New Support Group At Proviso East To Help Boys Know What It Means To Be Men

Wednesday, July 18, 2018 || By Tom Holmes/Forest Park Review || @maywoodnews 

Featured image: A painting, “Virgin of the Adoption,” by artist Kehinde Wiley. | nailedmagazine.com 

Growing up, “I never really stopped to think about what it is to be a man,” said Zachary Draves.

The 26-year-old said that he idolized traditional male, pop culture icons Michael Jordan, NASCAR driver Jeff Gordon and John Travolta. He realized his masculine identity through their terms.

“I first saw ‘Grease’ when I was eight years old and it’s my favorite movie to this day,” he said. “Travolta projected an image of masculinity that was very traditional and had a lot of charm.”

Over the years, Draves has had more time to focus on what it means to be a man, and how he wants to treat women.

In 2012, the U.S. Centers for Disease Control and Prevention (CDC) estimated that teens 16 to 19 years of age are more than three times more likely than the general population to be victims of rape, attempted rape, or sexual assault. The CDC report also found that approximately 1 in 5 female high school students reported being physically and/or sexually abused by a dating partner.

Draves aims to decrease these statistics. He is now employed by the Pillars Community Health domestic violence shelter as a Male Ally Domestic Violence Educator, and works with Proviso East High School social workers and students to reduce those numbers by helping the boys at Proviso East redefine their masculine identities.

“I go out into the community and give presentations about domestic violence, dating violence, and family violence,” said Draves, adding: “I’m especially focused on reaching out to male dominated spaces to talk about what us men can do to stop domestic violence and take a hard look at what it means to be a man in this society.”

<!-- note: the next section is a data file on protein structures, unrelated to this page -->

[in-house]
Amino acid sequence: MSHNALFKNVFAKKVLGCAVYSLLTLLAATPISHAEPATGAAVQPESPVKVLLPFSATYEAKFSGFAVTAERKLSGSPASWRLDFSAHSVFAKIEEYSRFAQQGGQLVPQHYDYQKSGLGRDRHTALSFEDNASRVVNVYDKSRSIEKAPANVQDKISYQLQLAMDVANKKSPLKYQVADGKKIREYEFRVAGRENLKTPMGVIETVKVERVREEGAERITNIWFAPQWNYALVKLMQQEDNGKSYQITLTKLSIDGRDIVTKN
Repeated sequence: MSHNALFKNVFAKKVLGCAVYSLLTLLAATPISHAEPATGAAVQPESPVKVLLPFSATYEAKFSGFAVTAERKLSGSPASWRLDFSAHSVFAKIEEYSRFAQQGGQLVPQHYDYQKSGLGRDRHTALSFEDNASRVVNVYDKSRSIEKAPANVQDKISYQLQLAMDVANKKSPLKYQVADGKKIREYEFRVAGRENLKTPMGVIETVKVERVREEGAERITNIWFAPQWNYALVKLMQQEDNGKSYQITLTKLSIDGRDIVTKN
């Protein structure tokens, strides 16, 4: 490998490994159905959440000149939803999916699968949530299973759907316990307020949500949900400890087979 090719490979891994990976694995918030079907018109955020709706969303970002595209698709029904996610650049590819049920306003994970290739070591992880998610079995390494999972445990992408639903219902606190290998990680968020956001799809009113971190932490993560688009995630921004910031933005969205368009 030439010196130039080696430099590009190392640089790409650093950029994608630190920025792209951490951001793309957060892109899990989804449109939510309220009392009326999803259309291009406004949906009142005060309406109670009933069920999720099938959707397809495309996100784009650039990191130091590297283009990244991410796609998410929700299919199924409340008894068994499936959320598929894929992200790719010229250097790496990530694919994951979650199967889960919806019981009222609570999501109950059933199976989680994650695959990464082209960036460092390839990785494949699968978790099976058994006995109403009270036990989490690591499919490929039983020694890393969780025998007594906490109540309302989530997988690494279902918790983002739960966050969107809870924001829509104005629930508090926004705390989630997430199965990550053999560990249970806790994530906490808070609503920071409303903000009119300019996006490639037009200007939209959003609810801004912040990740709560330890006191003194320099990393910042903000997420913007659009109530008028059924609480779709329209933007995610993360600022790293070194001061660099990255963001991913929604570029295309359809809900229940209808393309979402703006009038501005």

Draves is working to set up a group at Proviso East in which boys can have discussions about masculinity and gender violence. He and school collaborators have the vision of the gathering becoming something of a support group, which would meet either during or after school.

Although the group would be for boys only, it would have both a male and female facilitator so “they can see that men and women can actually work and lead together.”

He wants to organize the group around the philosophy of nonprofit A Call to Men, whose website states that the organization aims to “help create a world where all men and boys are loving and respectful and all women and girls are valued and safe.”

Draves, who is also working on a master’s in social work at Aurora University, hopes to implement a weekly program at Proviso East where athletes get together and talk for 15 minutes, maybe before practice, about things like healthy relationships, respect for women and healthy masculinity.

Draves

Zachary Draves, who heads up Coaching Boys Into Men at Proviso East High School, which helps growing boys know what it means to be men. | Photo provided 

The program, titled Coaching Boys Into Men, would span 12 weeks. It was created by an organization called Futures Without Violence, which believes that “athletic coaches play an extremely influential and unique role in the lives of young men, often serving as a parent or mentor to the boys they coach,” according to its website.

“They will listen to someone who is a former athlete and who knows what the athletic world is like,” Draves said. “I don’t talk down to them nor do I say that they are the problem. We just have an open conversation. It’s all about becoming more aware. Pointing fingers doesn’t get you anywhere.”

In high school, Draves played on the varsity basketball team, even going on to play college ball for two years at Rockford University. But he was bullied. He struggled to fit the different parts of his life into a coherent identity.

“School was kind of challenging in that regard,” he recalled. “I was picked on a lot, had trouble making friends and had a lot of insecurities.”

It was during his time as a college student that he developed a love for social work. His difficulty with relationships in high school made him sensitive to people around him who were having a rough time, which motivated him to help organize a domestic violence awareness month on campus.

Draves said he’d love to reach to the elementary and middle schools, student organizations, youth groups and churches, and adds that he tailors his presentations so they are appropriate for whatever age group he is addressing. To contact Draves, whose services are free, email him at zdraves@pchcares.org. VFP 

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